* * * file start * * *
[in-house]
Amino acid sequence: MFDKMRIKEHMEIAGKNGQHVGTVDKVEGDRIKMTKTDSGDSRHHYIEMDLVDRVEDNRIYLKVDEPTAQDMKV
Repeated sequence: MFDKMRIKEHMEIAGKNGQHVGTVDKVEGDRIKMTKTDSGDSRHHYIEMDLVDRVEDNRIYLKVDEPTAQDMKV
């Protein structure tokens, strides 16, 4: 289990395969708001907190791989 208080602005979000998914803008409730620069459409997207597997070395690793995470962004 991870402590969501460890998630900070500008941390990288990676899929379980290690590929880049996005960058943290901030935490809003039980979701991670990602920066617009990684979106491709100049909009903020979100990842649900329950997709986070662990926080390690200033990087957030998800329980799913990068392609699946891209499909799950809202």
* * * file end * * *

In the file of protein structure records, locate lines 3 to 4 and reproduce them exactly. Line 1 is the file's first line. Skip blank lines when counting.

Repeated sequence: MFDKMRIKEHMEIAGKNGQHVGTVDKVEGDRIKMTKTDSGDSRHHYIEMDLVDRVEDNRIYLKVDEPTAQDMKV
């Protein structure tokens, strides 16, 4: 289990395969708001907190791989 208080602005979000998914803008409730620069459409997207597997070395690793995470962004 991870402590969501460890998630900070500008941390990288990676899929379980290690590929880049996005960058943290901030935490809003039980979701991670990602920066617009990684979106491709100049909009903020979100990842649900329950997709986070662990926080390690200033990087957030998800329980799913990068392609699946891209499909799950809202």